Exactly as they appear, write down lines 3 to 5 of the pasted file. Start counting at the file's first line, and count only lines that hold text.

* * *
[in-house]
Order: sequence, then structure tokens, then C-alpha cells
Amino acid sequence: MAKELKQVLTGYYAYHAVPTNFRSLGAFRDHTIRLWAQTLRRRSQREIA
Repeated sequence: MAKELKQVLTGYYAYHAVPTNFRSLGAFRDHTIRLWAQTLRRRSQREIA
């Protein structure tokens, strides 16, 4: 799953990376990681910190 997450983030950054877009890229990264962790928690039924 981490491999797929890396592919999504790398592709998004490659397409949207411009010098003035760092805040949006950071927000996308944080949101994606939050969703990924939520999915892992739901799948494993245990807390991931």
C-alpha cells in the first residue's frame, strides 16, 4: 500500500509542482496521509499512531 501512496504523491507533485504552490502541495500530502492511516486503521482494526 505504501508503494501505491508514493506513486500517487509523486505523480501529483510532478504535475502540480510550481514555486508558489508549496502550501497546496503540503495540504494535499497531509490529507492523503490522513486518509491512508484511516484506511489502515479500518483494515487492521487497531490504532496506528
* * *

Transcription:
Amino acid sequence: MAKELKQVLTGYYAYHAVPTNFRSLGAFRDHTIRLWAQTLRRRSQREIA
Repeated sequence: MAKELKQVLTGYYAYHAVPTNFRSLGAFRDHTIRLWAQTLRRRSQREIA
């Protein structure tokens, strides 16, 4: 799953990376990681910190 997450983030950054877009890229990264962790928690039924 981490491999797929890396592919999504790398592709998004490659397409949207411009010098003035760092805040949006950071927000996308944080949101994606939050969703990924939520999915892992739901799948494993245990807390991931």